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Wellington’s 1840s shoreline and Maori history walk

Last week I joined a group to walk Te Ara o nga Tupuna – a Māori heritage trail through downtown Wellington, following the old 1840s shoreline.

Our section of the walk took about two hours and started at Pipitea Marae. If you cannot join such a tour, the visitor iSite Centre beside the public library has a brochure that you too can follow. (‘The path of our ancestors’ includes a driving trail around Miramar Peninsula.)

Appropriately the pou at the top of Pipitea Marae, is of Maui – the well-known trickster of Polynesian mythology. It is appropriate as Maui is credited with fishing up the North Island, and the mouth of this fish is Wellington Harbour. The first Polynesian navigators of this area were Kupe and Ngahue who camped on the southern area of the harbour. (Seatoun)

Pipitea Marae was built in the early 1980s on the site of an old village overlooking the harbour and close to fresh water supplies and pipi beds. Pipi are a popular shellfish among many Kiwi. The 1840 shoreline has changed considerably, mostly due to reclamation, which has destroyed many traditional food sources. Other changes, near Waitangi Park have been due to earthquakes which lifted the land.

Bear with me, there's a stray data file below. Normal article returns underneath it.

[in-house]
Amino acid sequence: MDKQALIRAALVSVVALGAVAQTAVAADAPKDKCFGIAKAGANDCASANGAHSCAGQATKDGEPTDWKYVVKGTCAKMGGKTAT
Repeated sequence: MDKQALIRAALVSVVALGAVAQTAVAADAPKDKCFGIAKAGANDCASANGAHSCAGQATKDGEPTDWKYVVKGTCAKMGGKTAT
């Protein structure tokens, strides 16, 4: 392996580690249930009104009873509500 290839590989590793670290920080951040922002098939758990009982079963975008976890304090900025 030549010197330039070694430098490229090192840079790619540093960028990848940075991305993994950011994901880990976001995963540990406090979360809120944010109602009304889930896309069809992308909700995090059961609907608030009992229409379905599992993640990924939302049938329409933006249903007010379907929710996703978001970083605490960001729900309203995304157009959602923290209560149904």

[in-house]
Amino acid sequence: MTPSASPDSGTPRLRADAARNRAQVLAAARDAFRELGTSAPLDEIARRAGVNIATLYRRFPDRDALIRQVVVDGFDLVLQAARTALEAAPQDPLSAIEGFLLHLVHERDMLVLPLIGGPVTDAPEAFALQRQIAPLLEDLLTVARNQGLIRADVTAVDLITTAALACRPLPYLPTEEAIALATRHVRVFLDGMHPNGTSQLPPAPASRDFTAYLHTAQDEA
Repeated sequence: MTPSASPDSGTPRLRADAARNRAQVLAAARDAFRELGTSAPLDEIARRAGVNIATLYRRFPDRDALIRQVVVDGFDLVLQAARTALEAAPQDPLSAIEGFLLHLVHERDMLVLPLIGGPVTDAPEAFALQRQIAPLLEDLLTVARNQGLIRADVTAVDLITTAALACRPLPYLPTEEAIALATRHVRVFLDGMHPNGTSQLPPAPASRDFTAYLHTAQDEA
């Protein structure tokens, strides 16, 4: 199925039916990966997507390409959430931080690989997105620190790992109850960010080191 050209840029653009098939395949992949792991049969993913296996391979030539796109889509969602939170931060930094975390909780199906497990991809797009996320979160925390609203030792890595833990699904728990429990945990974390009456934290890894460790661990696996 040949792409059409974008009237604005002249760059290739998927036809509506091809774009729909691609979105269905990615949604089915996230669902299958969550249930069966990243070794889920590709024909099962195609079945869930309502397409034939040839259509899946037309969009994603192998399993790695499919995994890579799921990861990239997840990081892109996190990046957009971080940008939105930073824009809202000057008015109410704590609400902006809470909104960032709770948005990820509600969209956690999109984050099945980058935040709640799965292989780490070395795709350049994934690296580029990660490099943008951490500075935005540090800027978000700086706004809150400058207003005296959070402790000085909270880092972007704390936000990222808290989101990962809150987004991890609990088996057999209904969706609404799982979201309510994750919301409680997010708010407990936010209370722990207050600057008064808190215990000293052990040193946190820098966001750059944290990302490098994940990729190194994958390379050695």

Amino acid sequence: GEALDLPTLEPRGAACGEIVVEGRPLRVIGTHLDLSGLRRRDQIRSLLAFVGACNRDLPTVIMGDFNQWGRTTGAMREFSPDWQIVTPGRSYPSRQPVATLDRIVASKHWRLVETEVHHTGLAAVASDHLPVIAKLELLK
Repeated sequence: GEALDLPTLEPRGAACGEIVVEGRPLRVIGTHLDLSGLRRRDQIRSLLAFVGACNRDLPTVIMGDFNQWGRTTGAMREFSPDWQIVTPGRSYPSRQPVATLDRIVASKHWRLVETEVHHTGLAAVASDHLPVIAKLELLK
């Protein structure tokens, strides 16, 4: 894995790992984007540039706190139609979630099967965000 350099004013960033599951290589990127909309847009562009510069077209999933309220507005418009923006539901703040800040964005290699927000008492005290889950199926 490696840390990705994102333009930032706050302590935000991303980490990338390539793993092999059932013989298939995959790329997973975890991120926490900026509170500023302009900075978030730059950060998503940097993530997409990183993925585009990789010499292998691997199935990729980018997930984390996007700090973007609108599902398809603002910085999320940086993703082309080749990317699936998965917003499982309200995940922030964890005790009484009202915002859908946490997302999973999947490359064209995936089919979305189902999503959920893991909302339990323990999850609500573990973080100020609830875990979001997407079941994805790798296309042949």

Plaques set in the footpath show where the water used to reach. Walking along Lambton Quay, the main shopping area in Wellington, we hear stories about the names of many streams which were used particularly for women during pregnancy and childbirth.

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Wellington sanctuary has 500 year vision to save species

Zealandia is a sanctuary  with a difference:  it has a vision for 500 years – its goal,  to restore  this Wellington valley to its pre- human state. It’s twenty years into the plan!

Only minutes  from the centre of New Zealand’s capital,  and parliament buildings,  it’s a great place  to spend a few hours,  a day  or, take an evening guided walk to check out New Zealand  wildlife  flora and fauna.  I spent a couple of hours there  2 days ago  and here just a few of the many photos I took. (search in this blog for other Zealandia posts I’ve written)

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Confucius Festival on the Wellington waterfront.

The web page of the  Confucius Institute at Victoria University  says it “is dedicated to promoting artistic, cultural and intellectual exchange between China and New Zealand. Through exhibitions, concerts, festivals, lectures, workshops and courses, we bring you closer to the heart and mind of one of the most important and enduring civilisations in the world.”